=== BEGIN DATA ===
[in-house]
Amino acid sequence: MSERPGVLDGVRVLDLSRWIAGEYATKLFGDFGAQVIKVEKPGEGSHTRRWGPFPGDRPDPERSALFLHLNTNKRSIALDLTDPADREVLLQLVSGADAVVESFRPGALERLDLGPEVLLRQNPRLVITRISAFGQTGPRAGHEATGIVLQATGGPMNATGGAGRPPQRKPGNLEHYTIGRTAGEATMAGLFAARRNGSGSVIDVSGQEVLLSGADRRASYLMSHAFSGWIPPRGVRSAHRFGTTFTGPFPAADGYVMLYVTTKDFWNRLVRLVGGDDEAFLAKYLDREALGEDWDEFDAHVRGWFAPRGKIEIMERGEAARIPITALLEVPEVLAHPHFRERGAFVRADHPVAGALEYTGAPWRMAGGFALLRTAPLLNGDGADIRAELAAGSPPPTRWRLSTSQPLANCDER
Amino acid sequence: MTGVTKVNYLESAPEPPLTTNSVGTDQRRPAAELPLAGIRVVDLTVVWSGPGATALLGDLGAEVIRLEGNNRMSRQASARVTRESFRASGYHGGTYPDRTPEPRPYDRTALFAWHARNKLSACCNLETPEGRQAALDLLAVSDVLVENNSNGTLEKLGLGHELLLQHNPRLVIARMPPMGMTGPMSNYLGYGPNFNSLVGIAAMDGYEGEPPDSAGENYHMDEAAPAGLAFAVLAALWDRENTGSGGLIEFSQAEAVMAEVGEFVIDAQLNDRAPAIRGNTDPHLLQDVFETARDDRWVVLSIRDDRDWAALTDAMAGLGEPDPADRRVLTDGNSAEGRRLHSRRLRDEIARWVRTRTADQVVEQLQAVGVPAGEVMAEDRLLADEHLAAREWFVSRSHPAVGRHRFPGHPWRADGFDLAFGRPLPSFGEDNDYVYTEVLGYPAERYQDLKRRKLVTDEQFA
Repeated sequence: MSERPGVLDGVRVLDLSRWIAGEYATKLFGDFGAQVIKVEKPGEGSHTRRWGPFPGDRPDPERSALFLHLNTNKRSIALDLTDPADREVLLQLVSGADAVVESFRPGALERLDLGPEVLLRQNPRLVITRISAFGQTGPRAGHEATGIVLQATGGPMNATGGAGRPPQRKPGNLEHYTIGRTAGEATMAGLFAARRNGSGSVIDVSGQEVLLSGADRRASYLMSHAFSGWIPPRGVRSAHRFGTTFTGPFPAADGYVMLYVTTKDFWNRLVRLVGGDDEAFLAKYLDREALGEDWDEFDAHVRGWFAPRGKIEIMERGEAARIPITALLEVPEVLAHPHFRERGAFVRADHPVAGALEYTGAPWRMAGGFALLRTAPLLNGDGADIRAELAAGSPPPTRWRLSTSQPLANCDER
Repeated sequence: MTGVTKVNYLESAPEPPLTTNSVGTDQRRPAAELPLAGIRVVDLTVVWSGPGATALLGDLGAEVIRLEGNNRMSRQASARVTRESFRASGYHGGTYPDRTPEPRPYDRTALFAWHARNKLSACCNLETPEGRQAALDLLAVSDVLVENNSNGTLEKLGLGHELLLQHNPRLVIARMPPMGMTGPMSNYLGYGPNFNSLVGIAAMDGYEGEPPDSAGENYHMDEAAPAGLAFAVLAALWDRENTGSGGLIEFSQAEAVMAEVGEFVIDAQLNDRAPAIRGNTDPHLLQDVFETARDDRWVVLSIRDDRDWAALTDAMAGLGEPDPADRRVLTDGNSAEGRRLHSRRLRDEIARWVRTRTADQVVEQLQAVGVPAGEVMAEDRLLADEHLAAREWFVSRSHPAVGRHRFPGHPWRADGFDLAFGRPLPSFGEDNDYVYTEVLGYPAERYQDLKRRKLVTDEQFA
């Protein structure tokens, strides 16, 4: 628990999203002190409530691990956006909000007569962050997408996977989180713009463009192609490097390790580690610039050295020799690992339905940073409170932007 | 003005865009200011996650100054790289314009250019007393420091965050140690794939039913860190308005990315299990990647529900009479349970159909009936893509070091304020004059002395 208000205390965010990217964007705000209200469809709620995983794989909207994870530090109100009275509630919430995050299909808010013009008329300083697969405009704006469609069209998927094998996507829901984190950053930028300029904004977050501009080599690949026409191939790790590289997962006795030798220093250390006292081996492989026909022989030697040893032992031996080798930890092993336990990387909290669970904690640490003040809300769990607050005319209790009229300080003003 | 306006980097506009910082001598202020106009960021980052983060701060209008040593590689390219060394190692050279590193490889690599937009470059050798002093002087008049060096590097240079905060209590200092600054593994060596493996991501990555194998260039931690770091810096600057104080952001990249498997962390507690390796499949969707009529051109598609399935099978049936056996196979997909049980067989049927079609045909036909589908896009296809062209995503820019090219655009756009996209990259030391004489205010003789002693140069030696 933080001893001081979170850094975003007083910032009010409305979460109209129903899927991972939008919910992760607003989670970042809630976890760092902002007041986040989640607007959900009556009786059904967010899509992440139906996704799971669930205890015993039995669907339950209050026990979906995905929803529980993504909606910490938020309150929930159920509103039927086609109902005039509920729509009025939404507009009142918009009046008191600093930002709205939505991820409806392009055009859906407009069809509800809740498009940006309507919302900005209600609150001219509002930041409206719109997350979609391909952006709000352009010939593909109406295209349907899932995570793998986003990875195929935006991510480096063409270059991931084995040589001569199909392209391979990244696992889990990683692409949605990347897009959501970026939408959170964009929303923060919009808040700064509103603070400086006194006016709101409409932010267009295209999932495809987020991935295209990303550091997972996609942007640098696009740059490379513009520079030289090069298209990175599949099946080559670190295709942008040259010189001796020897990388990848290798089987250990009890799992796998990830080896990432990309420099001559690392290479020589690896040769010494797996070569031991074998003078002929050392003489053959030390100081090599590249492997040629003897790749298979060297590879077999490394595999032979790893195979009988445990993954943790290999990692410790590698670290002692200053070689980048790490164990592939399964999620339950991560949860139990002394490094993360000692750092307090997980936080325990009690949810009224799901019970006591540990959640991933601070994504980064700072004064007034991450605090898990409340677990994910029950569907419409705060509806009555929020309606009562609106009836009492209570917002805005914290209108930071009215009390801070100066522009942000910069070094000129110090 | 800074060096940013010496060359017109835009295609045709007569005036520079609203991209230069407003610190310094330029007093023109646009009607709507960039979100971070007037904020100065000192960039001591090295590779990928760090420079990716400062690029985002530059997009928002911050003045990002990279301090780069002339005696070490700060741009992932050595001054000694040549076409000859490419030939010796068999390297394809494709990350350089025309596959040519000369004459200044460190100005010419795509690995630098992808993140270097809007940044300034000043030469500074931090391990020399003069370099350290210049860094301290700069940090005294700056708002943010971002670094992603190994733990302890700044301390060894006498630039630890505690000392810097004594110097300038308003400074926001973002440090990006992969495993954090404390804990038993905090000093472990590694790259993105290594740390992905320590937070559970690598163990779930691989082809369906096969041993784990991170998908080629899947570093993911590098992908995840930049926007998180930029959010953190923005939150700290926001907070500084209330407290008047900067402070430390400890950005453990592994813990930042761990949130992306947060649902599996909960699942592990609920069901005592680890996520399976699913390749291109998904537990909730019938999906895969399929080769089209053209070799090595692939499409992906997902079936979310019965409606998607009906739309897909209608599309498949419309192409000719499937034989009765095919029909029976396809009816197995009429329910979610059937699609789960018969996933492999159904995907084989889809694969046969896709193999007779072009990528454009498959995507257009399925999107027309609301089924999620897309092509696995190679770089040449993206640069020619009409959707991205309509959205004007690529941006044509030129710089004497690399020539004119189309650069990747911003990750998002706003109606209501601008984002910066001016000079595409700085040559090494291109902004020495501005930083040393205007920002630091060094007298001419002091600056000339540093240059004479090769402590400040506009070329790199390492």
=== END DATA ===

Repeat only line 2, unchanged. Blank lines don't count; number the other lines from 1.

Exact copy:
Amino acid sequence: MSERPGVLDGVRVLDLSRWIAGEYATKLFGDFGAQVIKVEKPGEGSHTRRWGPFPGDRPDPERSALFLHLNTNKRSIALDLTDPADREVLLQLVSGADAVVESFRPGALERLDLGPEVLLRQNPRLVITRISAFGQTGPRAGHEATGIVLQATGGPMNATGGAGRPPQRKPGNLEHYTIGRTAGEATMAGLFAARRNGSGSVIDVSGQEVLLSGADRRASYLMSHAFSGWIPPRGVRSAHRFGTTFTGPFPAADGYVMLYVTTKDFWNRLVRLVGGDDEAFLAKYLDREALGEDWDEFDAHVRGWFAPRGKIEIMERGEAARIPITALLEVPEVLAHPHFRERGAFVRADHPVAGALEYTGAPWRMAGGFALLRTAPLLNGDGADIRAELAAGSPPPTRWRLSTSQPLANCDER